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Exposing Laboratory-Reared Fleas to Soil and Wild Flea Feces Increases Transmission of Yersinia pestis

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  • Division of Vector-Borne Disease, Centers for Disease Control and Prevention, Fort Collins, Colorado

Laboratory-reared Oropsylla montana were exposed to soil and wild-caught Oropsylla montana feces for 1 week. Fleas from these two treatments and a control group of laboratory-reared fleas were infected with Yersinia pestis, the etiological agent of plague. Fleas exposed to soil transmitted Y. pestis to mice at a significantly greater rate (50.0% of mice were infected) than control fleas (23.3% of mice were infected). Although the concentration of Y. pestis in fleas did not differ among treatments, the minimum transmission efficiency of fleas from the soil and wild flea feces treatments (6.9% and 7.6%, respectively) were more than three times higher than in control fleas (2.2%). Our results suggest that exposing laboratory-reared fleas to diverse microbes alters transmission of Y. pestis.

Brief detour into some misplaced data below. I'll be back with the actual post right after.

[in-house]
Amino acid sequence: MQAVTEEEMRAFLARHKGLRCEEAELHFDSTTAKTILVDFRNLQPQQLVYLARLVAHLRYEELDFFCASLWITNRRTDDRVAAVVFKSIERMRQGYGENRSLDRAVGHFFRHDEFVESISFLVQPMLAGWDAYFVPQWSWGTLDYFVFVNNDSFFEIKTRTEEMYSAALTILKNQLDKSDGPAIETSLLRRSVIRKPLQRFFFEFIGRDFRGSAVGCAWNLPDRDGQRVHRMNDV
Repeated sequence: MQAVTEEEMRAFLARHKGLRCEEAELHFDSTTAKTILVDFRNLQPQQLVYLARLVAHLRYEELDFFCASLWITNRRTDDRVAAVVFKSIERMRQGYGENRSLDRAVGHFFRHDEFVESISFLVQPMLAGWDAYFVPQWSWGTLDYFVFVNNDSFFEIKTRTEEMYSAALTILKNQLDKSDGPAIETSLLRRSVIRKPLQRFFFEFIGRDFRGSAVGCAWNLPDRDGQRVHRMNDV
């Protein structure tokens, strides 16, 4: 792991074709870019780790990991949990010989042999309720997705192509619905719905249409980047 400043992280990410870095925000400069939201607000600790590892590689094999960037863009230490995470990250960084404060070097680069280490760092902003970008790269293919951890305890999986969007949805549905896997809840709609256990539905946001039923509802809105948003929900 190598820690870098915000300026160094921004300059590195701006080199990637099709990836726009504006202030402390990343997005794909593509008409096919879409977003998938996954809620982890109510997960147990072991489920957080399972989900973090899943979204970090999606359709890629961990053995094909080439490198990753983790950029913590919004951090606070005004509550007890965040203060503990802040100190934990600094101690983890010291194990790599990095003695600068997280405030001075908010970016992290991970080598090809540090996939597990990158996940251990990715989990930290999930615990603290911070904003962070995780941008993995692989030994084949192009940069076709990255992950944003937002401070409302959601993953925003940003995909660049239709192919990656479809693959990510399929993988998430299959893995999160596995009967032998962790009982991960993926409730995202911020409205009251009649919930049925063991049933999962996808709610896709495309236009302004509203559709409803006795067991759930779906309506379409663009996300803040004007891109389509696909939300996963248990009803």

Author Notes

* Address correspondence to Ryan Jones, PO Box 173120, Bozeman, MT 59717. E-mail: DrRyanJones@gmail.com

Authors' addresses: Ryan T. Jones, Department of Land Resources and Environmental Sciences, Montana State University, Bozeman, MT, E-mail: DrRyanJones@gmail.com. Sara M. Vetter, Minnesota State Health Department - Virology/Immunology Unit, St. Paul, MN, E-mail: smvetter@hotmail.com. Kenneth L. Gage, Centers for Disease Control and Prevention - Division of Vector-Borne Disease, Fort Collins, CO, E-mail: klg0@cdc.gov.

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